The airport has been inverted. It has become a destination in itself, rather than someplace people have to transit through to get somewhere else. Its grandiose interior sits empty, and the external landscape, designed for what was supposed to be simply the technical infrastructure of transportation, has blossomed into a playground of the human spirit. The war, the concentration camps, the mythos of lebensraum—all have been defused and cleansed by people using the space for the opposite of what it was meant to be used for.
Berlin is a city of palimpsests, and of fascinating tensions between the vital idealism of the present and the turbulent history of the recent past. Recycling and recreative projects like Tempelhofer Freiheit happen slowly, as they should—Berliners need to think carefully about the symbolism and the moral implications whenever they build, or tear down, or preserve, or commemorate anything. Elsewhere in Berlin, the oddly-named Topography of Terror is a new museum and memorial center built—after three decades of deliberations, plans started and abandoned and reconsidered—on the site of the Gestapo administration building. You can imagine how that project raised some hackles—reopening Gestapo Headquarters! Its sleek, modernist, gray-box design embodies everything the Nazis hated in architecture, which was a smart move, but the entire project underscores how charged public spaces can be in this city.
Everywhere in Berlin there are photographs—at cafés and stores, in the streets, in churches, at S-Bahn stations—of what the setting looked like in, say, 1890, and then again in 1942. There’s a ubiquitous determination to force citizens to consider every element of the cityscape before and during the war, which is clearly part of the process of figuring out what it should look like in the present moment: how it should feel, and how Berliners should remember the past in a way that will most intelligently inform how they will move forward into the future. At Tempelhof, they’ve achieved the task of transcending a bombastic fascist milieu by playing out on the lawn—making an insidiously overblown Nazi project both useful and harmless. Look how beautiful.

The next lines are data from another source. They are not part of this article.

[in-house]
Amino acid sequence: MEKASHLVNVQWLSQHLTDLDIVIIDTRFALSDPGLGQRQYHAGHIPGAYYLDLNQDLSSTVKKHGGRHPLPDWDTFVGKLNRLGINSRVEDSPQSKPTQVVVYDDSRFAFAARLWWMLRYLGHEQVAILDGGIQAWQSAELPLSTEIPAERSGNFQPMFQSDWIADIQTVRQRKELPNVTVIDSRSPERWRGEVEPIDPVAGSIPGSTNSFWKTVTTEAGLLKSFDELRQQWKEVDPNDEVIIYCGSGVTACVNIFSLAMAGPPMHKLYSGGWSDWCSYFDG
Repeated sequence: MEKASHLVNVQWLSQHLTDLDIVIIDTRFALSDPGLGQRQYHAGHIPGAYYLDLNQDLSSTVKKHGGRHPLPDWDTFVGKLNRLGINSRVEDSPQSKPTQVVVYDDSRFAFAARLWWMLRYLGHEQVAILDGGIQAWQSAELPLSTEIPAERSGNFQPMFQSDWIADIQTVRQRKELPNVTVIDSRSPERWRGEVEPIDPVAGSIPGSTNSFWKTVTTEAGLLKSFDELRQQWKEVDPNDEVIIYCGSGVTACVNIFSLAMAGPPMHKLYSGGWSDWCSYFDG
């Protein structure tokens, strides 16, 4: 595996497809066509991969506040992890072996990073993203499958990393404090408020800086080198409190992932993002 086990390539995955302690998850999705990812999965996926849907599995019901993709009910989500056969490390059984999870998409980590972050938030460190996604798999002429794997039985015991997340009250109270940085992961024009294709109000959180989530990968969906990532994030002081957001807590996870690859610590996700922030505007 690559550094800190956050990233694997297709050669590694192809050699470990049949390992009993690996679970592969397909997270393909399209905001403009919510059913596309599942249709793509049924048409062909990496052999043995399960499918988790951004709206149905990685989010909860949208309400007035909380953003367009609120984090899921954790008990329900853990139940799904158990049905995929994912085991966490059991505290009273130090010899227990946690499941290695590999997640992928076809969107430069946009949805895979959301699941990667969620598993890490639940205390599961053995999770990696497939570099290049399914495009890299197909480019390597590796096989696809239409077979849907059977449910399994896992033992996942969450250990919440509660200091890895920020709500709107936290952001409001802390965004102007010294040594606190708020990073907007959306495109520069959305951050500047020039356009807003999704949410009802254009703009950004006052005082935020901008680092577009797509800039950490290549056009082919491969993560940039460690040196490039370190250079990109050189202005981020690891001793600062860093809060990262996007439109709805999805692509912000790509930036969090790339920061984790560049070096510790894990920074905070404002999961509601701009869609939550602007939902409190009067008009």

Telmpelhof’s pleasant beauty is a triumph of “psychogeography,” a term Guy Debord and the Situationist International (SI) movement coined to describe the effects of the geographical environment on people’s emotions and behavior. Tempelhof exemplifies what Debord called a constructed situation: “A moment of life concretely and deliberately constructed by the collective organization of a unitary ambiance” that produces “a superior passional quality.” The SI lauded “any method of making one or more individuals critically analyze their everyday life, and to recognize and pursue their true desires in their lives,” and proclaimed that “situationist activity consists of setting up temporary environments that are favorable to the fulfillment of such desires.” Such is Tempelhofer Freiheit. “Beauty is in the street,” according to an SI slogan—and, I’d add, at the airport.
Debord celebrated the psychogeographic experience of dérive, or “drift”: “In a dérive one or more persons during a certain period drop their usual motives for movement and action—their relations, their work and leisure activities—and let themselves be drawn in by the attractions of the terrain and the encounters they find there.” Tempelhof, in my humble opinion, provides the most effective dérive imaginable in our immediate moment. This free-place demonstrates the power of imaginative human determination to redress the mistakes of the past, however tragically egregious.